So you think a solid fullerite would have low enough density to float? C60 has a reported density of 1.64 g/cc. Air has an STP density of 0.0012 g/cc—more than a thousand times less. Doubling the diameter of the fullerene molecule takes you to C240. It's 4 times heavier and has 8 times the volume, so its density should be around .8 g/cc. That's light enough to float on water, but orders of magnitude short of floating in air. As you go even larger, the sphere should become unstable and collapse like an uninflated balloon, making it impossible to decrease the density further.
 — ldischler, Dec 31 2008

The easy way to do this is to fill the blimp with steam. when this condenses: vacuum.usually the blimp or coke bottle implodes.
 — giligamesh, Jan 02 2009

 //So you think a solid fullerite would have low enough density to float? C60 has a reported density of 1.64 g/cc. Air has an STP density of 0.0012 g/cc—more than a thousand times less. Doubling the diameter of the fullerene molecule takes you to C240. It's 4 times heavier and has 8 times the volume, so its density should be around .8 g/cc. That's light enough to float on water, but orders of magnitude short of floating in air. As you go even larger, the sphere should become unstable and collapse like an uninflated balloon, making it impossible to decrease the density further.//

 No, I don't think a solid fullerite would be able to float. Someone else does.

 You'll notice my earlier post, saying:

 //I'd post the C240 lifting gas as an idea, except I know it's not original, and as the fullerine tubes are enormously flexible, I suspect the larger fullerine "spheres" may look something like a popped beach ball.//

I'm glad the two of us came to the same conclusions. Platonic science would be proud.
 — ye_river_xiv, Jan 04 2009

 // I think this may have been mentioned before // Yes it was.

For any bucky-ball like structure to contain a vaccum it would have to be undisturbed and remain a perfect spheroid. Any heat transfer with the sides of the vessel would cause disturbance with the bucky spheres and collapse the the fullerenes and the ship would sink. This is the equivalent of experiment where a can is heated, then a cap is placed on the lid. When the can cools, a simple flick of the finger causes the collapse of the can.
 — mylodon, Jan 05 2009

 Why not rely on moderate pressure of a light gas (such as He) to keep the frame aloft? You'll never achieve the strength/weight. Do the math: Air at atmospheric pressure is 1.2 kg/m^3 and provides about 101325 N/m^2 of force. Those two figures scale with eachother as pressure goes up (within a reasonable range). Then, you still have to fight atmospheric pressure. If you put Hydrogen into the struts, you might as well use it in the whole craft.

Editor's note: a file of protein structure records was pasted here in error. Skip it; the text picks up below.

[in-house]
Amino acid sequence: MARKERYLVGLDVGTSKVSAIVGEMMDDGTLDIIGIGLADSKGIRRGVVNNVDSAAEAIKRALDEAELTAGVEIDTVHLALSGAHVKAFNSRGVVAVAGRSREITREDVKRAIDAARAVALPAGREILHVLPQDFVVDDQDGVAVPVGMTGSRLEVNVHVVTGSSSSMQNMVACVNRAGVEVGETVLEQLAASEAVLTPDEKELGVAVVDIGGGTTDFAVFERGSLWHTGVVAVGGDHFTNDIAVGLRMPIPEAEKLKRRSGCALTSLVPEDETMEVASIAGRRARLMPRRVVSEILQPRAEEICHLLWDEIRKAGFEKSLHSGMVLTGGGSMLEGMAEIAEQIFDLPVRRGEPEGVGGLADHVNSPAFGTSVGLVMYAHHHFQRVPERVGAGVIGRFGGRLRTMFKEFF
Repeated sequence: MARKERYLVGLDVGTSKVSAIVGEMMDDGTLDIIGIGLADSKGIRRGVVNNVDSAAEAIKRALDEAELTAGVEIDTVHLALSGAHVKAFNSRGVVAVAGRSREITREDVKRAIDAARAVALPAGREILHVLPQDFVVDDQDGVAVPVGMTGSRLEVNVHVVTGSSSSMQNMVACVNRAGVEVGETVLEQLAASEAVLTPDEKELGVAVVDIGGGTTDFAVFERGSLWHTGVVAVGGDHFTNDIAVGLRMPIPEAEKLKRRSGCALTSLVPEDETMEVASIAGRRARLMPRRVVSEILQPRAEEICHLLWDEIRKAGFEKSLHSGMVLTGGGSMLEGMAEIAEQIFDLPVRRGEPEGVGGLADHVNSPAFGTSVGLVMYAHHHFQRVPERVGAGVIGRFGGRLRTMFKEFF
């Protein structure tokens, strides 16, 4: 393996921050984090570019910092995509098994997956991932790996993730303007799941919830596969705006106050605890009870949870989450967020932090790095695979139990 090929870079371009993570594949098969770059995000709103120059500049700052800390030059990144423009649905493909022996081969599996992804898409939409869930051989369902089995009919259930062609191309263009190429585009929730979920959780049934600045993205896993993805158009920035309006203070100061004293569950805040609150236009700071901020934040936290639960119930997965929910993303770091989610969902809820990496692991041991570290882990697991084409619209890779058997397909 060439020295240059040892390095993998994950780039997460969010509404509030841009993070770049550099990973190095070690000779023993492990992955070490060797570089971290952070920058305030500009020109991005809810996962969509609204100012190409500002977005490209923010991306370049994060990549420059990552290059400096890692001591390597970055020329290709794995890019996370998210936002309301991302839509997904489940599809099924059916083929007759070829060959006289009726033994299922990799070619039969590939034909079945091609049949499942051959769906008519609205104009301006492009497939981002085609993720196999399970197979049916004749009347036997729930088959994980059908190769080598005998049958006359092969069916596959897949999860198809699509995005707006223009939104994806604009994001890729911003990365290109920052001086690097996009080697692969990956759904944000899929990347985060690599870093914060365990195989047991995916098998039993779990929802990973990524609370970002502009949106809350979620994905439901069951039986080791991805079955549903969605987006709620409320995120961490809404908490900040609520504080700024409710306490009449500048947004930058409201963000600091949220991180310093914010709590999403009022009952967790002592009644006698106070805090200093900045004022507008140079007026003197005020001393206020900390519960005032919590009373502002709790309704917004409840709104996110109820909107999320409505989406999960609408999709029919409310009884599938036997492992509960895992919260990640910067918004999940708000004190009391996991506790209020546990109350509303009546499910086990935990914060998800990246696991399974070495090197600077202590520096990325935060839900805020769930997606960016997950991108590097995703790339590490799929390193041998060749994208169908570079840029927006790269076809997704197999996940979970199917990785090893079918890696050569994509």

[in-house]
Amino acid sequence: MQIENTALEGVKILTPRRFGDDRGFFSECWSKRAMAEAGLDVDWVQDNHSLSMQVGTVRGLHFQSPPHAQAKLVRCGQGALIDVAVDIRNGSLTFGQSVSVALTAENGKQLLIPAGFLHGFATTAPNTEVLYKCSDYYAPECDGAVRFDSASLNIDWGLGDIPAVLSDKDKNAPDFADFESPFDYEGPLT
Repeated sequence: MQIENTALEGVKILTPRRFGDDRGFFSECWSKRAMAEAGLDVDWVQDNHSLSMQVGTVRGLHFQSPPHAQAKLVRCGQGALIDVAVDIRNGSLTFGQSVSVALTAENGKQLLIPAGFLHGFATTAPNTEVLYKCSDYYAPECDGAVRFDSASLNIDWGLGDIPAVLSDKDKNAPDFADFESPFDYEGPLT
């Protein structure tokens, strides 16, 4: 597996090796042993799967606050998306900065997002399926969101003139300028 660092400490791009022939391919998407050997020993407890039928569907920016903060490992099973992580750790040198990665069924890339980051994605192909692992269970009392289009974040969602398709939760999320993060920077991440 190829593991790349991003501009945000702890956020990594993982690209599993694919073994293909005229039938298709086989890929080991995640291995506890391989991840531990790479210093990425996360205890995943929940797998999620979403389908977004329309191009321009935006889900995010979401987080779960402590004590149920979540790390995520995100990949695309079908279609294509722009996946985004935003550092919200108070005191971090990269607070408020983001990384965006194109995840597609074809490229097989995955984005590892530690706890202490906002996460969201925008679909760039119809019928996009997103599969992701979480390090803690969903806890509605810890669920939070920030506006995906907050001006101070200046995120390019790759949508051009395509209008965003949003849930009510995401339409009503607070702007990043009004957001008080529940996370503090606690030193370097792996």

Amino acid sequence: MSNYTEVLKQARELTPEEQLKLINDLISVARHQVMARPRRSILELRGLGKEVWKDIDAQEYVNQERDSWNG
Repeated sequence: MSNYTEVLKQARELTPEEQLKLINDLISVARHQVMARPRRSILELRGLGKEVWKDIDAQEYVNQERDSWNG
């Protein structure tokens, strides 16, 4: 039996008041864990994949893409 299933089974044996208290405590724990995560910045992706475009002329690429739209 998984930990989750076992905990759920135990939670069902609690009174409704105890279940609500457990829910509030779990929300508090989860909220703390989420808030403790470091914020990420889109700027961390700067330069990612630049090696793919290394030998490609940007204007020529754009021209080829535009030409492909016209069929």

To get the density down you could heat the air. Oh... wait... Yeah, I think that's been done once or twice. You could also use a lighter gas such as.... perhaps.... Hydrogen? No, that didn't work out so well. Helium? Well, that's quite expensive and frankly non-renewable, so I guess that's out for most transport applications.
 — kevinthenerd, Jan 07 2009

 //There must be a sweet spot between a vacuum and atmospheric pressure though where materials like aerogel or bucky beach balls would work// Yes there is! I will give you a clue, it varies with altitude (that is distance away fron the overriding gravitational force). Another clue: There must be an average of velocities that are in a direction radially (from the gravitation source) greater than the average velocity of the substance you want to "float upon" That's right, specific density. If something is less dense that something else it will rise. Well then, is density some kind of add atomic mass then subtract perfect vacuum? NO, well I hope to God not! Specific gravity, and that's why I don't like *density* a whole lot, has more to do with kinetic energy (KE), than it does with density per se. Of course density plays a roll, but only with momentum and the energy of the "feild". Lots of "heavy" materials have vast vacuums within them, and I am glad they don't float off into the distance with my wife's ring finger attached. Equating bouancy with a vacuum is analagous to equating light with an absence of darkness. It is not observably correct.

 Individual buckyballs, of whatever configuration are surprisingly un-gasseous. You could take their presumed contained vacuum and scale it up all you want. The fuckers are just not bouncing around enough. And although they could move around alot, they just fucking don't. KE, momentum, and all that. Fortunately the gas laws do not take contained vacuum into account, if the did, by now the sun (and all other suns) would have spread across most of the milky way (and universe) and even if that did not happen *we* certainly would not be in an argument contemplating such an event.

 Now take another carbon configuration. I dunno, maybe one carbon and two oxygens, or even one oxygen. Sorry, did you say carbon 12 and oxygen 16? Surprisingly gasseous. Surprisingly heavier than a similar Carbon 3.

 Is it because it contains more vaccum? That would be nice. But no. It is a gas and its general velocity, given all directions is higher than its general downward force.

 I don't want to get harsh, but listen fuckers, vacuums don't suck anything into orbit. No matter how much vacuum you stuff into a vesicle, it won't go up. Unless the vesicle has a mean entropy greater than those that surround it.

 I am going a bit further than [ld] on this one. It is got fuckoll to do with density, and more to do with mean KE, whether something floats or not.

 I grant fully that this works with liquid displacements. But gas is not such a beast.

Did I just say: Butt gas is not such a beast?
 — 4whom, Jan 07 2009